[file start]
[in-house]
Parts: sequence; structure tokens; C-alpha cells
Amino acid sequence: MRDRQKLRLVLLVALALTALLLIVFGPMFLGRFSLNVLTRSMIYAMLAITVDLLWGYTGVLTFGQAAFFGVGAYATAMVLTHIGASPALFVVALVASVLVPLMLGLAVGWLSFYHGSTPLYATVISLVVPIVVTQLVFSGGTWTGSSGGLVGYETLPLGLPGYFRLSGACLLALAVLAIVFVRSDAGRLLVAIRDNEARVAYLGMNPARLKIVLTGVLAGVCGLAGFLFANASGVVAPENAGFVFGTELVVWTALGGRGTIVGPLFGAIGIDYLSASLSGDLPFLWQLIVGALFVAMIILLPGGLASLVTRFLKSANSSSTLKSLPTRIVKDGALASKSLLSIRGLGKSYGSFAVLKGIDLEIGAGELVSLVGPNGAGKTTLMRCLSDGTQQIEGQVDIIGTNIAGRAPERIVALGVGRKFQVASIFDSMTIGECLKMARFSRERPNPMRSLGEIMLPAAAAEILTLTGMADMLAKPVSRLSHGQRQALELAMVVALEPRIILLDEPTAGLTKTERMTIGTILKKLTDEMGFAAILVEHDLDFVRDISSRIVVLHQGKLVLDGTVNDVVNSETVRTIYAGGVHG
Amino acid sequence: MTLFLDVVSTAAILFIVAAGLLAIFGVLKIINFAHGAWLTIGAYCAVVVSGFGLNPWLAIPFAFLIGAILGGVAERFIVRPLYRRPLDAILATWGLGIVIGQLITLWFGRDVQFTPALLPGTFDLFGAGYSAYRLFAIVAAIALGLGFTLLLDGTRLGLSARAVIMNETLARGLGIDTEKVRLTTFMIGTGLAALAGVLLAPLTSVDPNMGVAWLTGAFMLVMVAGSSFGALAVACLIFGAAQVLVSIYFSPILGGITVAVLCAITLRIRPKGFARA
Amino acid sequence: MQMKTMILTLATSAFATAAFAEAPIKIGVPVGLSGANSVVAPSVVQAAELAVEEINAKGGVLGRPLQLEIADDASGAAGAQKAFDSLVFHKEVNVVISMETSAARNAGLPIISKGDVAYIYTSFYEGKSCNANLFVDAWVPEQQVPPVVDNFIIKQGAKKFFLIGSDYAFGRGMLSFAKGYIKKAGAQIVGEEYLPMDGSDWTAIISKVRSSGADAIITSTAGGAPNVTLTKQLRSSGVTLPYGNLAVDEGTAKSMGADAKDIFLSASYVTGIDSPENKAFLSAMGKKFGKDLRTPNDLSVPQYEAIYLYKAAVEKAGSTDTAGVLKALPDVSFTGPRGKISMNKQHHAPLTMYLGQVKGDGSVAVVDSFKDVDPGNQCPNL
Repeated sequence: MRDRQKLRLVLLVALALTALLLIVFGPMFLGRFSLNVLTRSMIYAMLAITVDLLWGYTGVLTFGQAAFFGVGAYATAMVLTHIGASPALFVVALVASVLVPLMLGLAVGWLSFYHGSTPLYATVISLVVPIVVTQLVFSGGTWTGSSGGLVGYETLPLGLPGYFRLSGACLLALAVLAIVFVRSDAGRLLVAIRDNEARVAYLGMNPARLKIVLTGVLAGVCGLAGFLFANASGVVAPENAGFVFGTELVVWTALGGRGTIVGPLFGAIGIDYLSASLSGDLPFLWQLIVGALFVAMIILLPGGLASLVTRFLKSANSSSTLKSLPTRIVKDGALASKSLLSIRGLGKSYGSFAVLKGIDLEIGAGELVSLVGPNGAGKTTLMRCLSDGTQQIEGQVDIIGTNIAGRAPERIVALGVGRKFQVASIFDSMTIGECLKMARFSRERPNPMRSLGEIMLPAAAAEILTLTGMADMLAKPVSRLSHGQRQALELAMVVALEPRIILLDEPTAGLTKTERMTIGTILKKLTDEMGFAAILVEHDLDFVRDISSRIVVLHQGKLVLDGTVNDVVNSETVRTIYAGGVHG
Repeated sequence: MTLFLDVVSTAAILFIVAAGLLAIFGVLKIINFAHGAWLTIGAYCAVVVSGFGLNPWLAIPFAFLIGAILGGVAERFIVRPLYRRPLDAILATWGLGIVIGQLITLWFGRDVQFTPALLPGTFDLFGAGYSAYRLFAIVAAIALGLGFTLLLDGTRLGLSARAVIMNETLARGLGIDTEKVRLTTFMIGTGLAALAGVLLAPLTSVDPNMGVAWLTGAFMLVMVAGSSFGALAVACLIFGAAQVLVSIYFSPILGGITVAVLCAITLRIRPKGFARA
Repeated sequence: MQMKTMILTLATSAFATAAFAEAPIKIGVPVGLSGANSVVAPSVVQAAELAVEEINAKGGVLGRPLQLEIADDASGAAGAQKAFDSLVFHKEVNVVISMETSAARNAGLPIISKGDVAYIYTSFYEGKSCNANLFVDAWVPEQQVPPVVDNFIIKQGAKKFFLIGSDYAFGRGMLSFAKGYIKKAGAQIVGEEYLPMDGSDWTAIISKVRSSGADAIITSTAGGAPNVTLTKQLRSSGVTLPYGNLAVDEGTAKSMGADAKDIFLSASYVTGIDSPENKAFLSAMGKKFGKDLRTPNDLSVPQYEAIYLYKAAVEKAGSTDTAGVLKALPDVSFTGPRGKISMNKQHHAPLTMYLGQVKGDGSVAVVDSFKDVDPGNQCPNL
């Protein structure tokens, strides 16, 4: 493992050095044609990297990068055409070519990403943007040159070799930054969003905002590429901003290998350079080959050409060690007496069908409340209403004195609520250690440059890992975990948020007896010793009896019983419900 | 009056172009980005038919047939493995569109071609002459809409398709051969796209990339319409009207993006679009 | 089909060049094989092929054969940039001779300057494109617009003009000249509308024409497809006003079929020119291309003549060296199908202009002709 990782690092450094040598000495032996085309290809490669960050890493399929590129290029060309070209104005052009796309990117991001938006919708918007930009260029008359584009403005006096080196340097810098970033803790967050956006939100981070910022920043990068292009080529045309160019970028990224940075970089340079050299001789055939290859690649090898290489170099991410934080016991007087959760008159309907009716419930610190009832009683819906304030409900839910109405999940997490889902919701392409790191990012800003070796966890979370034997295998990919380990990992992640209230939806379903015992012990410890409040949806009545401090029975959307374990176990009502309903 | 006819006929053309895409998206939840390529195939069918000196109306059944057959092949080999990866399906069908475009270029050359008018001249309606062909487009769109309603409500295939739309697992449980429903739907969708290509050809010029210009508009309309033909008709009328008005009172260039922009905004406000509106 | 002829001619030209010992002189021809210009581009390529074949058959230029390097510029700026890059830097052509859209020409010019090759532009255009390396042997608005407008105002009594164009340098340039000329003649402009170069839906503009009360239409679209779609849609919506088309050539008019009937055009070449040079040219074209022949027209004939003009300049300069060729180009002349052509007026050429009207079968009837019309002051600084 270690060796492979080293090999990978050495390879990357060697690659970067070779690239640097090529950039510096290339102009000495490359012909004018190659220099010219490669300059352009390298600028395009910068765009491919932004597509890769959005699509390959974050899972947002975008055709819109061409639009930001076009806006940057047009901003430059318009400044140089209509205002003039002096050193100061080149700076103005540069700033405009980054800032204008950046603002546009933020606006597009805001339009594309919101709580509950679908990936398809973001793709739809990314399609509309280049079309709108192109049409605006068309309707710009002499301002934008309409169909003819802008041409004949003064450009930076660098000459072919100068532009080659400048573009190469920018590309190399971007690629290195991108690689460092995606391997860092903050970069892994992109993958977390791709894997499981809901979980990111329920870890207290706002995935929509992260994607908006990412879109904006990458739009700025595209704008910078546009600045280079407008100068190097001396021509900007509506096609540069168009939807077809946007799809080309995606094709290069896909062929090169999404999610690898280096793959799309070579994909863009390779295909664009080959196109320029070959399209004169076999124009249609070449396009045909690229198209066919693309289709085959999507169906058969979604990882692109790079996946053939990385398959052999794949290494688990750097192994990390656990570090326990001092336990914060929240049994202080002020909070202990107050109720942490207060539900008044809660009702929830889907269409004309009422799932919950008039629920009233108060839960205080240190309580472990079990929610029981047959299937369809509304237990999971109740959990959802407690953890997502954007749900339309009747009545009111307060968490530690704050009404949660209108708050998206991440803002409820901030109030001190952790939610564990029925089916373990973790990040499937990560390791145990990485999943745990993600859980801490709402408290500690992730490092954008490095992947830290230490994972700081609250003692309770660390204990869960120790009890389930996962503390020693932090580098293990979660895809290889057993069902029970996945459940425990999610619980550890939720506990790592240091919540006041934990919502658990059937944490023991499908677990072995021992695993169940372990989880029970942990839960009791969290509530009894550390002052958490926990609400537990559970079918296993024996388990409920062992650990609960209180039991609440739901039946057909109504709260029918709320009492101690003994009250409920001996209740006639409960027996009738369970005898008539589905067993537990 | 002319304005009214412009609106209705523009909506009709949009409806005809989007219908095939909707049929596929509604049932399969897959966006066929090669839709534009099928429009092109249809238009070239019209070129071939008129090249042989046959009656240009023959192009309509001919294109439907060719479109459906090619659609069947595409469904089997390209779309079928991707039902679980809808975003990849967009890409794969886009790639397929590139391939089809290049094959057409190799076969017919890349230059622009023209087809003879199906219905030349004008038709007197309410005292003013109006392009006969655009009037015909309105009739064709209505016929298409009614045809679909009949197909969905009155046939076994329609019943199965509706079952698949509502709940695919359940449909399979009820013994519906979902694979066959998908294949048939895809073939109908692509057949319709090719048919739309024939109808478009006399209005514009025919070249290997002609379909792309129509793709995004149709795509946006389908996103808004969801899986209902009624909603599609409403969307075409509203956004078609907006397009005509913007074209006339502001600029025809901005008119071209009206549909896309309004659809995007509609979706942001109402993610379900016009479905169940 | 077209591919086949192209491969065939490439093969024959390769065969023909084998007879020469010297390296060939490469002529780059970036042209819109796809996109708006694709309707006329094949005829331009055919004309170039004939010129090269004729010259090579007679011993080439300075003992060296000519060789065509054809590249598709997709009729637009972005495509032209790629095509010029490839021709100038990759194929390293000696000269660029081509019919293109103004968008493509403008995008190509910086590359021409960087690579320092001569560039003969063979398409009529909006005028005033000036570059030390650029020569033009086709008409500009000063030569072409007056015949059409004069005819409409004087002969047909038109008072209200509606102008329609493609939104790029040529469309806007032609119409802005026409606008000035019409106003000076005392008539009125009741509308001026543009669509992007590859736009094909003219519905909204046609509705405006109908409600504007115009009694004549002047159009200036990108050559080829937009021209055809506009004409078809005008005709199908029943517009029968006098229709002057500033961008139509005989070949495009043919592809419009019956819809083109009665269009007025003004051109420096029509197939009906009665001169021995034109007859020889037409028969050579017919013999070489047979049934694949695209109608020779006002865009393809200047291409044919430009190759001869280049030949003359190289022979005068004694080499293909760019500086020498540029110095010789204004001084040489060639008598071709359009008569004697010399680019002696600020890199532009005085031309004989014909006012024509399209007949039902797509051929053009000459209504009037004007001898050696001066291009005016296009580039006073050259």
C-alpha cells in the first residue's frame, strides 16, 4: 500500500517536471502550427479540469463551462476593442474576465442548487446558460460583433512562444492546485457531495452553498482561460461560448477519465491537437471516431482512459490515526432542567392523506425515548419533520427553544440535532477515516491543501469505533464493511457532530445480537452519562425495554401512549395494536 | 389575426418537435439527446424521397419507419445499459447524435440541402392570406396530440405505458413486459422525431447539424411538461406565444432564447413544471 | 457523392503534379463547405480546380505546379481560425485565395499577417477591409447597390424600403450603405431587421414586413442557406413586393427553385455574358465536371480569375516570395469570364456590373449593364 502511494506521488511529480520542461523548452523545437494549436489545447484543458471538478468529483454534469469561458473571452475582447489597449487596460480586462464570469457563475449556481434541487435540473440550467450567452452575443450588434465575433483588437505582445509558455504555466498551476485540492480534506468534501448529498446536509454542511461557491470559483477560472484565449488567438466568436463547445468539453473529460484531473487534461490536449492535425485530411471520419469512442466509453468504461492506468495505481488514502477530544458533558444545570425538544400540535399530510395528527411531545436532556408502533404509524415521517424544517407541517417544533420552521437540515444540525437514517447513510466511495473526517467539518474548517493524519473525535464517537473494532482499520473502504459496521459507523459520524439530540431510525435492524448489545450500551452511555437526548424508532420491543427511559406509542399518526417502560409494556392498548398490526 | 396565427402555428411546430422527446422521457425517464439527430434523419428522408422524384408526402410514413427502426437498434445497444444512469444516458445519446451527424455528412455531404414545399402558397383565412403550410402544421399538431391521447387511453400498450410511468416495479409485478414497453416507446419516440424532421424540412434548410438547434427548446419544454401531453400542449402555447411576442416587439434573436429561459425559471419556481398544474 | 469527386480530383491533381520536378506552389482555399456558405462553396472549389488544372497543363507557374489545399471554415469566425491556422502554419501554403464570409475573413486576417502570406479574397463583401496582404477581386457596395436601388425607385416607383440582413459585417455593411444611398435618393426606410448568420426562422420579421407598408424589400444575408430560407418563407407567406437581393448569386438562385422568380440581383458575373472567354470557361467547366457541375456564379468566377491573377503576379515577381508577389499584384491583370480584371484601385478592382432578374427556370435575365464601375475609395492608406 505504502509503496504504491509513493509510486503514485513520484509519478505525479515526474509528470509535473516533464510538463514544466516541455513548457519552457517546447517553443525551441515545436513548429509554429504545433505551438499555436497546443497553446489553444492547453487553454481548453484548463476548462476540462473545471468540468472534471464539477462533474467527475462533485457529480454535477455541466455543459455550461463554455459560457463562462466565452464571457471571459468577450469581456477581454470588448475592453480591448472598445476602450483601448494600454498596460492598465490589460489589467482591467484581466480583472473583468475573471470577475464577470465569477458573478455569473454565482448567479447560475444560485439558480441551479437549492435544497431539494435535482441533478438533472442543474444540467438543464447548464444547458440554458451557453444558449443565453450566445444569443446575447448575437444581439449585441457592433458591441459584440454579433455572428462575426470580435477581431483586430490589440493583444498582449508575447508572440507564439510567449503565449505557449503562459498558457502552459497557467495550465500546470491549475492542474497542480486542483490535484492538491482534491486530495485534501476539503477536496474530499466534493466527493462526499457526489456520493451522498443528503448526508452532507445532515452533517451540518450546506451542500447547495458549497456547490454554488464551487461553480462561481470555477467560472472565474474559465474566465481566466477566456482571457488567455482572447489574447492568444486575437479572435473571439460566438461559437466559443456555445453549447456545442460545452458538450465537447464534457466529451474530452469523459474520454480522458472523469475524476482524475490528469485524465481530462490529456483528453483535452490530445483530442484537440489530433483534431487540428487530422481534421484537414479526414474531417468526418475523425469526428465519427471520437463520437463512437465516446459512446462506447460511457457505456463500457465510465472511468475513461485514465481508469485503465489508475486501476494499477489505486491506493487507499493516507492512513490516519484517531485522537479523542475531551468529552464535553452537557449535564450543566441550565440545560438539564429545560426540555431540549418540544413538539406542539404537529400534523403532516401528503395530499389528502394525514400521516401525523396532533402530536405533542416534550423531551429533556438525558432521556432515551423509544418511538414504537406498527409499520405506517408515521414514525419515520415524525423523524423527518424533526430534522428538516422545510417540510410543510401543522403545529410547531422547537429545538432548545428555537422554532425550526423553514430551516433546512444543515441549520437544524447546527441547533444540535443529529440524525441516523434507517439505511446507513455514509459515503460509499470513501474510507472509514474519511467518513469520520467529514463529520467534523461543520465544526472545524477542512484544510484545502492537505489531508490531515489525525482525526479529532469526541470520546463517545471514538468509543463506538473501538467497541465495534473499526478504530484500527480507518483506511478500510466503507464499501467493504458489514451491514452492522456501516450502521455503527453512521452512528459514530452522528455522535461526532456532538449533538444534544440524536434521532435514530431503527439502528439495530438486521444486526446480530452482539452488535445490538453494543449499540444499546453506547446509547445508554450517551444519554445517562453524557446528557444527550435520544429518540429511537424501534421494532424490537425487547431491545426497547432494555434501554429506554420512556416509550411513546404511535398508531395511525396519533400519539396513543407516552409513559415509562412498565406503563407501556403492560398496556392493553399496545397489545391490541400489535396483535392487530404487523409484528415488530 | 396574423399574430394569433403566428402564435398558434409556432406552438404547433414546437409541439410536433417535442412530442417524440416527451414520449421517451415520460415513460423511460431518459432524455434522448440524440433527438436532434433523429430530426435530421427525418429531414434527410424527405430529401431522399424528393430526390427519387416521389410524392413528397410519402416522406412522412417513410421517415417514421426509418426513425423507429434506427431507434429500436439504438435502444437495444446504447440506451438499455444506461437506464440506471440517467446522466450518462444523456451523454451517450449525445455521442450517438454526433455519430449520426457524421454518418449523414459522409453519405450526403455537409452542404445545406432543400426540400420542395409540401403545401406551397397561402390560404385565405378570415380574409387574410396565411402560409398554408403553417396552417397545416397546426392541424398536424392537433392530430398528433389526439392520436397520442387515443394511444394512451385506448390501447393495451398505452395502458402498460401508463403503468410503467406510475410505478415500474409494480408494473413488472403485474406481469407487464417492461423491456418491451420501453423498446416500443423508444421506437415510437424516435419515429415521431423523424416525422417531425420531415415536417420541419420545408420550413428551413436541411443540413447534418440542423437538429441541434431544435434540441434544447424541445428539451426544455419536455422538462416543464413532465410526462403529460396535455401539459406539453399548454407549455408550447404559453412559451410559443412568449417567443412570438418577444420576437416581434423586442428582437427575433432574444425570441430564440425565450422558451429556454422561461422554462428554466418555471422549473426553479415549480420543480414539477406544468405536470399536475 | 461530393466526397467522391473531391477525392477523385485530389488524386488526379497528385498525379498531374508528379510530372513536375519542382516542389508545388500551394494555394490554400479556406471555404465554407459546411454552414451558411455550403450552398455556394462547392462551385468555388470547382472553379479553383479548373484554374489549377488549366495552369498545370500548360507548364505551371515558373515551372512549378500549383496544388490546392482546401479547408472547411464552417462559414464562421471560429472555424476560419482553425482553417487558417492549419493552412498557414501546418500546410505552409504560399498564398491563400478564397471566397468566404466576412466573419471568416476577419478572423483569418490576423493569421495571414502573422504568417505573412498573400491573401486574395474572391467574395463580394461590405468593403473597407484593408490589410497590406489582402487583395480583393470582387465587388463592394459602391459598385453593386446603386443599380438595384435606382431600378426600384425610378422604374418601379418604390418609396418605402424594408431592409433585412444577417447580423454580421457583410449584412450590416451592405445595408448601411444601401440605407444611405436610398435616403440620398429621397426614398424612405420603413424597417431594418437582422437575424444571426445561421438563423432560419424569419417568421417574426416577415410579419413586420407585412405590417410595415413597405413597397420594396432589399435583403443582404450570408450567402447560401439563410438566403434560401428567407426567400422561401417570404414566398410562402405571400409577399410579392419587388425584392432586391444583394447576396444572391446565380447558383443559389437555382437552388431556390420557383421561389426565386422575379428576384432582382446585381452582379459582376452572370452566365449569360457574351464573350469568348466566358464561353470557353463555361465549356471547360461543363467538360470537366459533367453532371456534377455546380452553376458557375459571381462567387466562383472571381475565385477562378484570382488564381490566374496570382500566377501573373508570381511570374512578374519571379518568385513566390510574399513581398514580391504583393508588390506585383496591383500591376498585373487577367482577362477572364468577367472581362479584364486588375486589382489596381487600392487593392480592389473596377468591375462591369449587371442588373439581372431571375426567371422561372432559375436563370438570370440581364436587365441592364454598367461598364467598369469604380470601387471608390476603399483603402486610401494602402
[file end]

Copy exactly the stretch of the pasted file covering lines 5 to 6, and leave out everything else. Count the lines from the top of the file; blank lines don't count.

Amino acid sequence: MQMKTMILTLATSAFATAAFAEAPIKIGVPVGLSGANSVVAPSVVQAAELAVEEINAKGGVLGRPLQLEIADDASGAAGAQKAFDSLVFHKEVNVVISMETSAARNAGLPIISKGDVAYIYTSFYEGKSCNANLFVDAWVPEQQVPPVVDNFIIKQGAKKFFLIGSDYAFGRGMLSFAKGYIKKAGAQIVGEEYLPMDGSDWTAIISKVRSSGADAIITSTAGGAPNVTLTKQLRSSGVTLPYGNLAVDEGTAKSMGADAKDIFLSASYVTGIDSPENKAFLSAMGKKFGKDLRTPNDLSVPQYEAIYLYKAAVEKAGSTDTAGVLKALPDVSFTGPRGKISMNKQHHAPLTMYLGQVKGDGSVAVVDSFKDVDPGNQCPNL
Repeated sequence: MRDRQKLRLVLLVALALTALLLIVFGPMFLGRFSLNVLTRSMIYAMLAITVDLLWGYTGVLTFGQAAFFGVGAYATAMVLTHIGASPALFVVALVASVLVPLMLGLAVGWLSFYHGSTPLYATVISLVVPIVVTQLVFSGGTWTGSSGGLVGYETLPLGLPGYFRLSGACLLALAVLAIVFVRSDAGRLLVAIRDNEARVAYLGMNPARLKIVLTGVLAGVCGLAGFLFANASGVVAPENAGFVFGTELVVWTALGGRGTIVGPLFGAIGIDYLSASLSGDLPFLWQLIVGALFVAMIILLPGGLASLVTRFLKSANSSSTLKSLPTRIVKDGALASKSLLSIRGLGKSYGSFAVLKGIDLEIGAGELVSLVGPNGAGKTTLMRCLSDGTQQIEGQVDIIGTNIAGRAPERIVALGVGRKFQVASIFDSMTIGECLKMARFSRERPNPMRSLGEIMLPAAAAEILTLTGMADMLAKPVSRLSHGQRQALELAMVVALEPRIILLDEPTAGLTKTERMTIGTILKKLTDEMGFAAILVEHDLDFVRDISSRIVVLHQGKLVLDGTVNDVVNSETVRTIYAGGVHG